Anna Hazare declared that he would begin another fast in Delhi on August 16. Hours before he was to begin his hunger strike, the Delhi Police detained and later arrested him. There are widespread protests all over the country against his arrest.

The website of the India Against Corruption movement calls the Lokpal Bill of the government an “eyewash” and has on it a critique of that government Bill.

Post the massive support to Anna Hazare‘s movement, several of the MPs across party lines have come out in support to the Jan Lokpal Bill. Most notable names are Congress MPs from Maharashtra Priya Dutt and Datta MegheDatta Meghe also demanded that his party spokesperson Manish Tiwari should apologize to Anna Hazare for his uncharitable comments.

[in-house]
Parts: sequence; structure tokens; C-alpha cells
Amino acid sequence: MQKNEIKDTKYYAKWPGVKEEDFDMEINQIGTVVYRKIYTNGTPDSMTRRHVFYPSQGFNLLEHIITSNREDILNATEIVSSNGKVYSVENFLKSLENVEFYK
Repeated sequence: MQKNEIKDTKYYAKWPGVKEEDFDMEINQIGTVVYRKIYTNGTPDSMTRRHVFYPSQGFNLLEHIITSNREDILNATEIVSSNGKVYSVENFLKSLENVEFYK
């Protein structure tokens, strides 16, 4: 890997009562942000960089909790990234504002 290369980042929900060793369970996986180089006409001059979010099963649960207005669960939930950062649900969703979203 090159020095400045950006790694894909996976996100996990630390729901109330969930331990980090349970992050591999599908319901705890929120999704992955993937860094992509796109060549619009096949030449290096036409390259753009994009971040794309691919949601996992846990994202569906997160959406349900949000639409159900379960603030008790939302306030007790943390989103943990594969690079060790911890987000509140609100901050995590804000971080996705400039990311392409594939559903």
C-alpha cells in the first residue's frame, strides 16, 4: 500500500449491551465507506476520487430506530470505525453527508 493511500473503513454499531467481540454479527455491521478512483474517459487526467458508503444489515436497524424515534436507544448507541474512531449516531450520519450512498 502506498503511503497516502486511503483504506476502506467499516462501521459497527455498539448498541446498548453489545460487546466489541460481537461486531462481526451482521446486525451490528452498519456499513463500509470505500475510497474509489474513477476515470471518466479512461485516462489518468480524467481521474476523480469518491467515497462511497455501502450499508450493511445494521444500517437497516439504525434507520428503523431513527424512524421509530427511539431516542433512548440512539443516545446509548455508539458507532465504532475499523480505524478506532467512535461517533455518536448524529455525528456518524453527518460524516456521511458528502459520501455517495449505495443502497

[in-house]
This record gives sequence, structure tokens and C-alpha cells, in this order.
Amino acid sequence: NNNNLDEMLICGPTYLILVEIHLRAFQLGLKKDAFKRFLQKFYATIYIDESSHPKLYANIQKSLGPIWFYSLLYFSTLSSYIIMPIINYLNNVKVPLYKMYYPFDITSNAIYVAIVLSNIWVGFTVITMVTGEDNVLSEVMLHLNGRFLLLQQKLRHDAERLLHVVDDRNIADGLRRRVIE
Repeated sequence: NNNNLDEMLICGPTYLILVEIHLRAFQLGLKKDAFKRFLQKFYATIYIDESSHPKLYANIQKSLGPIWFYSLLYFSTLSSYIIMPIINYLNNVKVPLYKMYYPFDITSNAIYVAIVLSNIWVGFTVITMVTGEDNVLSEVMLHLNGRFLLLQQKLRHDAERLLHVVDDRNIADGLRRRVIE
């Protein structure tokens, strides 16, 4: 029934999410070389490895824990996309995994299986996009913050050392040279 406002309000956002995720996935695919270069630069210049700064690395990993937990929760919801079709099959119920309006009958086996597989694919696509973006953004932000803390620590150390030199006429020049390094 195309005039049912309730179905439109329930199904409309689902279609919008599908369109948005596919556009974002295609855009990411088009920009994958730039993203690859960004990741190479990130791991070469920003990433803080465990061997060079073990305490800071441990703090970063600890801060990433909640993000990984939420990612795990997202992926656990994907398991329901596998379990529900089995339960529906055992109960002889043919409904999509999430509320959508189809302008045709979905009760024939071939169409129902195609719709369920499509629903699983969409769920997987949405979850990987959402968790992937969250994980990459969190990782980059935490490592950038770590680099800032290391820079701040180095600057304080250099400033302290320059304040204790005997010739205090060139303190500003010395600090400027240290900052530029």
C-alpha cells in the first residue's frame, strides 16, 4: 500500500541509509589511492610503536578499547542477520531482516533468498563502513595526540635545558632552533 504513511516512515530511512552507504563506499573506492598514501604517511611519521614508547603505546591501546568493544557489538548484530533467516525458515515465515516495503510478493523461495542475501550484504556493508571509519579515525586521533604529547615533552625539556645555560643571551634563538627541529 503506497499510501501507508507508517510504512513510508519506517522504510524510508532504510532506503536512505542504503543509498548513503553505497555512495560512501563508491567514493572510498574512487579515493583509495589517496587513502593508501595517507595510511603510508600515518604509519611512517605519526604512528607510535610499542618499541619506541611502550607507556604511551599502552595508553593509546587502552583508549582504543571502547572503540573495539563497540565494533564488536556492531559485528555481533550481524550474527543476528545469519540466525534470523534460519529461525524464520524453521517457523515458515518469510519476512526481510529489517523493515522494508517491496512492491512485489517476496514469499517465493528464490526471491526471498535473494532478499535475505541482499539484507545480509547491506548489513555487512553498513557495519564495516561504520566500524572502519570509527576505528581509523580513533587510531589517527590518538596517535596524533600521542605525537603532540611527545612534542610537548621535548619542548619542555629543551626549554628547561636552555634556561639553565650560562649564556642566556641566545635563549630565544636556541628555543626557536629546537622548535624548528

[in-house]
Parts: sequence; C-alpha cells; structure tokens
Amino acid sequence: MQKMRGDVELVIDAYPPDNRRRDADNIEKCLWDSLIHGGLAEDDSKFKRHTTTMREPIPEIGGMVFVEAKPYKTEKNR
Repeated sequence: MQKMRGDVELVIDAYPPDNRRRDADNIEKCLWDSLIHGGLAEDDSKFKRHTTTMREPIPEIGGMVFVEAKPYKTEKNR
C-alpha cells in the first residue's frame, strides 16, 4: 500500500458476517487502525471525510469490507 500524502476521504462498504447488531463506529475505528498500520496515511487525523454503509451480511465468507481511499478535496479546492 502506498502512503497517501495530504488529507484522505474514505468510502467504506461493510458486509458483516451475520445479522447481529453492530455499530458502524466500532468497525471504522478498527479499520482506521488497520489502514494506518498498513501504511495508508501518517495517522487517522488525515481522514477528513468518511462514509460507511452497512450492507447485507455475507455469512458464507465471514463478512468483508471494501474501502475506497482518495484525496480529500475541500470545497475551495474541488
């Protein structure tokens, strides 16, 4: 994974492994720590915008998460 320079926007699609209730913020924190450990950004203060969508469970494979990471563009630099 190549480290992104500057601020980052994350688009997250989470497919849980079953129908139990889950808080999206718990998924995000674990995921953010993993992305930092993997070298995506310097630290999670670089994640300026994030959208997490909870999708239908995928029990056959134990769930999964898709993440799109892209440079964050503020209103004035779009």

This support started coming as over 150 MPs and Ministers from different states were forced to remain confined to their houses as Anna supporters protested outside their houses. Protests were also seen outside the residence of Sheila Dixit CM of Delhi, Kapil SibalPranab Mukherjee amongst others.

BJP MP Varun Gandhi is introducing Jan Lokpal Bill as a private member’s bill in the parliament.

As per the reports, Anna Hazare‘s fast was successful in mobilizing the support of thousands in the virtual world of social media. On Independence Day, Anna had over five lakh mentions through status updates and comments across top social networking sites, including Facebook and Twitter in the country. Two days later, the number had shot up to 9 million.On YouTube, over 40,000 people watched the video shot by Kiran Bedi inside Tihar Jail in which Anna has addressed his supporters. Facebook has 542 fan pages by Anna‘s name.